The United States Mint this week published images and prices of the upcoming silver dollars commemorating the 100th anniversary of Lions Club International (www.LionsClubs.org).
LCI was founded in 1917 and has since become the world’s largest service club with 1.4 million members seeking to improve local communities throughout the world. More than 46,000 clubs provide humanitarian services in more than 200 countries.
Selected from among dozens of candidates, Lions Clubs coin designs were unveiled in June during a ceremony held at the organization’s 99th annual convention in Fukuoka, Japan. Dollar obverses or heads side feature a portrait of founder Melvin Jones paired with the organization’s logo. Joel Iskowitz created the artwork and Joseph Menna sculpted it.
Designed by Patricia Lucas-Morris and sculpted by Don Everhart, their reverse or tails side depicts a male and female lion with a lion cub superimposed over a globe.
The silver dollars will be available on Jan. 18, 2017 in collectible finishes of proof and uncirculated with a combined 400,000 authorized. Demand decides the ratio of proof to uncirculated coins — collectors tend to gravitate more toward proofs, preferring their frosted designs and mirror-like backgrounds.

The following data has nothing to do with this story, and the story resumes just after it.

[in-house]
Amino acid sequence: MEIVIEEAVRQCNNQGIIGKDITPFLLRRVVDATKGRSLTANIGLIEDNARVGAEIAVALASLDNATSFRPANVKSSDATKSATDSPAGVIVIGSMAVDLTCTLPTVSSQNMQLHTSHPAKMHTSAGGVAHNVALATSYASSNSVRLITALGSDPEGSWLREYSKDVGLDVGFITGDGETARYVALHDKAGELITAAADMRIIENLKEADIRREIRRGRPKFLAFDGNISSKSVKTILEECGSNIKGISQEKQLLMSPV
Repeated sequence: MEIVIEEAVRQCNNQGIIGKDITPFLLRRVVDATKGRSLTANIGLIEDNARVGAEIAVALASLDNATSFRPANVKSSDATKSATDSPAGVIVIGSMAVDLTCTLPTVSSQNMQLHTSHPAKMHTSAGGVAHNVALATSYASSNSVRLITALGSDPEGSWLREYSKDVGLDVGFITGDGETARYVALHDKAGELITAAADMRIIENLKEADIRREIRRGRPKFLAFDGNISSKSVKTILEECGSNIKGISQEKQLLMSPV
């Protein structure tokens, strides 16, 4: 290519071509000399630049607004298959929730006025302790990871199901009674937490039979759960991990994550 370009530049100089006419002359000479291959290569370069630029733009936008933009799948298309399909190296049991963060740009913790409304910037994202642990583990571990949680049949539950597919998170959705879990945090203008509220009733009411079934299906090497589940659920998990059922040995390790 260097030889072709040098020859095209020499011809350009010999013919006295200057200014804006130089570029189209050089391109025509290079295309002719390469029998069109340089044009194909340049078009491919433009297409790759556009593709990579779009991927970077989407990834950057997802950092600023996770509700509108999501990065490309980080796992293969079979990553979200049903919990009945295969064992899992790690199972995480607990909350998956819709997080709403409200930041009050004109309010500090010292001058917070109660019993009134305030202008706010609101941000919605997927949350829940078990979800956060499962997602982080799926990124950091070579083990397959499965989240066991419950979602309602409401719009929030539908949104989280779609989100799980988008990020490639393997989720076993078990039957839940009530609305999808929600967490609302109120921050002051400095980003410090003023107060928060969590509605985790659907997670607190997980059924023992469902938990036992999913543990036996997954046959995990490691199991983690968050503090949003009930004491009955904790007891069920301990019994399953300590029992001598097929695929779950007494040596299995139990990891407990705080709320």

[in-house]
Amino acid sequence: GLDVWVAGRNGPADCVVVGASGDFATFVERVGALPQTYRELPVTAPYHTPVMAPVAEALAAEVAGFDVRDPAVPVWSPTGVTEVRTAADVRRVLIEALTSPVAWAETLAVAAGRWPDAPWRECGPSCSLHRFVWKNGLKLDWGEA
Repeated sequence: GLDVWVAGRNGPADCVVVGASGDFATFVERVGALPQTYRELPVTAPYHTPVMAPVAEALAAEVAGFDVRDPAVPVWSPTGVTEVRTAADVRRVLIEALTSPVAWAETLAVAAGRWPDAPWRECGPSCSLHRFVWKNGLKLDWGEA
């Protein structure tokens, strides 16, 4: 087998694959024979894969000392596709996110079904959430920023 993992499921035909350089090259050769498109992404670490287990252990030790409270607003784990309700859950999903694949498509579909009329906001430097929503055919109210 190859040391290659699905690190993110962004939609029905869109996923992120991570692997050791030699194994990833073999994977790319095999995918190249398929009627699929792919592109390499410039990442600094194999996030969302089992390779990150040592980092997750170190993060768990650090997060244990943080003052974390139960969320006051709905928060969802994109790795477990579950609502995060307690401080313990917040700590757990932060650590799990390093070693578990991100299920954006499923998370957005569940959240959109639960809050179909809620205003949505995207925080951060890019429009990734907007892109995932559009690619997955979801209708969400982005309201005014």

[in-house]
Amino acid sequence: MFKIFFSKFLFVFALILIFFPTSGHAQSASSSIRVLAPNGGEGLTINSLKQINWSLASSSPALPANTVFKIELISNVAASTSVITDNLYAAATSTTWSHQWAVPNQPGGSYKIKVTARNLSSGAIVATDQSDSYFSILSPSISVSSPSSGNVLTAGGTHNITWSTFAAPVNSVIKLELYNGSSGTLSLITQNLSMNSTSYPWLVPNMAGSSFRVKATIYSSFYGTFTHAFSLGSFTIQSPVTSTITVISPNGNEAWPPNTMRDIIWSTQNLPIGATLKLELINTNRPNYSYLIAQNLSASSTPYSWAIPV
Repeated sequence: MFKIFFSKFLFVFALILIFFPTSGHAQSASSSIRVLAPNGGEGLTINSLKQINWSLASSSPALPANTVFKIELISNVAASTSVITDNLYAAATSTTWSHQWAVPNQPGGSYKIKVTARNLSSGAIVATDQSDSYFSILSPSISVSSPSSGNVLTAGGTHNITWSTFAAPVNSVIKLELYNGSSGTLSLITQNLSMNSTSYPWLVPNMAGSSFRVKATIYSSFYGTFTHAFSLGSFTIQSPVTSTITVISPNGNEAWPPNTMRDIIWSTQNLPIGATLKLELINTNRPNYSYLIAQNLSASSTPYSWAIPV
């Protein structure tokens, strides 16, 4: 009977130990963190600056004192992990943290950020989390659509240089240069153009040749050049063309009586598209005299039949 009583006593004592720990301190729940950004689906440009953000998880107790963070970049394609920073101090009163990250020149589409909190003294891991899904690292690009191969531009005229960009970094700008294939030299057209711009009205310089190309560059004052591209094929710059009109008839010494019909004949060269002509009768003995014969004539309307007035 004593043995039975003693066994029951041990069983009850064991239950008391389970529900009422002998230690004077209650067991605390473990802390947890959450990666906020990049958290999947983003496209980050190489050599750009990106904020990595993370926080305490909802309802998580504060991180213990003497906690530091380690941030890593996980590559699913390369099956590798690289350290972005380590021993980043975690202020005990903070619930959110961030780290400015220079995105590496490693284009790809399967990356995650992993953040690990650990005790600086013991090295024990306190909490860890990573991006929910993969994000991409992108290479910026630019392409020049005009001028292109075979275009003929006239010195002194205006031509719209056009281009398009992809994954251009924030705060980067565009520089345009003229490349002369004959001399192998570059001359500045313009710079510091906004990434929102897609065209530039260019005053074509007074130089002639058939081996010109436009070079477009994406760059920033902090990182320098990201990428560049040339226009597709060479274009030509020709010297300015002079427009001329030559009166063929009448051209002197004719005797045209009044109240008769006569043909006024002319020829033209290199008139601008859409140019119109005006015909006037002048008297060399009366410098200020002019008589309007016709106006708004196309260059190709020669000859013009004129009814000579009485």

The U.S. Mint in Philadelphia produces both dollars. They are composed in 90% silver and 10% copper. Each weighs 26.73 grams, has a diameter of 1.500 inches, and features a reeded edge.
Introductory and Regular Prices
Introductory prices are established at $46.95 for the uncirculated and $47.95 for the proof. The discounted pricing period lasts until Feb. 15, 2017 when regular prices kick in at $51.95 for the uncirculated and $52.95 for the proof. These sets of prices represent $2 increases from the 2016-dated silver dollars commemorating Mark Twain and the National Park Service.
As directed by Public Law 112-181, prices for the Lions Clubs Silver Dollars include a $10 surcharge for the Lions Club International Foundation for: (1) furthering its programs for the blind and visually impaired in the United States and abroad; (2) investing in adaptive technologies for the disabled; and (3) investing in youth and those affected by a major disasters.
Both dollars will be available at catalog.usmint.gov beginning on Jan. 18, 2017 at noon ET. The Mint can only be sold during calendar year 2017.
Congress authorizes two commemorative coin programs each year to celebrate and honor American people, places, events, or institutions. The U.S. Mint is also charged with striking and selling 2017 Boys Town Centennial Commemorative Coins in gold, silver and clad. The Boys Town coins are expected to launch in March.